March 29, 2018 / 1:25 PM / in a month

CANADA FX DEBT-C$ nudges higher as firmer stocks offset GDP miss

    * Canadian dollar at C$1.2907, or 77.48 U.S. cents
    * Loonie touches its weakest sine Friday at C$1.2940
    * Canada's gross domestic product dips 0.1 percent in
January
    * Bond prices higher across the yield curve

    TORONTO, March 29 (Reuters) - The Canadian dollar edged
higher against its U.S. counterpart on Thursday as firmer stock
prices offset data showing the domestic economy unexpectedly
contracted at the start of the year.    
    Canada's gross domestic product dipped 0.1 percent in
January after a revised 0.2 percent gain in December. Analysts
had expected a 0.1 percent increase.             
    Chances of a Bank of Canada interest rate hike in May
slipped to 54 percent from above 60 percent before the data, the
overnight index swaps market showed.           
     Stock markets rose as investors dusted themselves down
after a woeful week for the tech sector, readying for what was
set to be the first quarterly drop in global equities in two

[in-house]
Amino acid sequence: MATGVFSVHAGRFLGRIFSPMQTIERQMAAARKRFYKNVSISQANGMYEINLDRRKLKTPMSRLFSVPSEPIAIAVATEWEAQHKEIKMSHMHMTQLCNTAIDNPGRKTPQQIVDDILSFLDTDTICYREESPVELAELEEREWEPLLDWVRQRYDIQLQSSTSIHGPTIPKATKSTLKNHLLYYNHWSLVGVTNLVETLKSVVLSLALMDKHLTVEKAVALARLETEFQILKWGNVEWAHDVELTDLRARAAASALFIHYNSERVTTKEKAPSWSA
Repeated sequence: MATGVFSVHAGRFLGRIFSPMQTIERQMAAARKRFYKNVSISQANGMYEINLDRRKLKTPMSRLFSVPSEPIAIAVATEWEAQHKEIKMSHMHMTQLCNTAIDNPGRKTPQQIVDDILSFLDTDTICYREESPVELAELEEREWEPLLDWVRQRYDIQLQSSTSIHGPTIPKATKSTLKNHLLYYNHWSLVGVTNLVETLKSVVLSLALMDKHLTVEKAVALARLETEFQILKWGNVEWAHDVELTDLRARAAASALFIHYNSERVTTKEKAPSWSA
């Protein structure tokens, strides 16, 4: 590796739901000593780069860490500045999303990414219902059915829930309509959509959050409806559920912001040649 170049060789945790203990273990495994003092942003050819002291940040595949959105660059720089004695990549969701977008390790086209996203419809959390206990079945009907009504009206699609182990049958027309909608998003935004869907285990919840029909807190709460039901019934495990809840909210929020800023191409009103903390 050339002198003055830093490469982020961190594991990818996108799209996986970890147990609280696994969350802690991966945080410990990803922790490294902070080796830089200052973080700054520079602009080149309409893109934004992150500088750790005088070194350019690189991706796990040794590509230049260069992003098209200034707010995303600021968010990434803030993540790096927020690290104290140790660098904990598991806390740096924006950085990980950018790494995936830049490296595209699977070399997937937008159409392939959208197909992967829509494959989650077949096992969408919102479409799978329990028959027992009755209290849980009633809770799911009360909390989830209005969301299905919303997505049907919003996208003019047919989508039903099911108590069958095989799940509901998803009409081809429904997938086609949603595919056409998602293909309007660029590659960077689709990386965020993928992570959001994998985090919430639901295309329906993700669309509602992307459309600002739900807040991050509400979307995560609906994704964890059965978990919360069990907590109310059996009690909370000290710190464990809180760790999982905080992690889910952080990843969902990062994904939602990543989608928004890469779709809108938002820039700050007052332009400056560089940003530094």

years.             
    Canada's commodity-linked currency tends be sensitive to
stock market performance due to the signal it sends about the
strength of the global economy.
    The price of oil, one of Canada's major exports, slipped as
supportive comments from the Organization of the Petroleum
Exporting Countries that its output curbs were likely to stay in
place for the rest of the year were offset by another rise in
U.S. inventories.             
    U.S. crude        prices were down 0.1 percent at $64.29 a
barrel.
    At 9:08 a.m. ET (1308 GMT), the Canadian dollar          was
trading 0.1 percent higher at C$1.2907 to the greenback, or
77.48 U.S. cents.
    The currency's strongest level of the session was C$1.2890,
while it touched its weakest since Friday at C$1.2940.
    U.S. Trade Representative Robert Lighthizer on Wednesday
expressed optimism that talks to modify the North American Free
Trade Agreement could be wrapped up quickly, but a top Canadian
official was more downbeat, saying much work remained.
            
    Canadian government bond prices were higher across the yield
curve, with the two-year            up 4.5 Canadian cents to
yield 1.782 percent and the 10-year             rising 19
Canadian cents to yield 2.098 percent.
    The gap between the 2-year yield and its U.S. equivalent
widened by 2.4 basis points to a spread of -50.4 basis points.

 (Reporting by Fergal Smith; Editing by David Gregorio)
  
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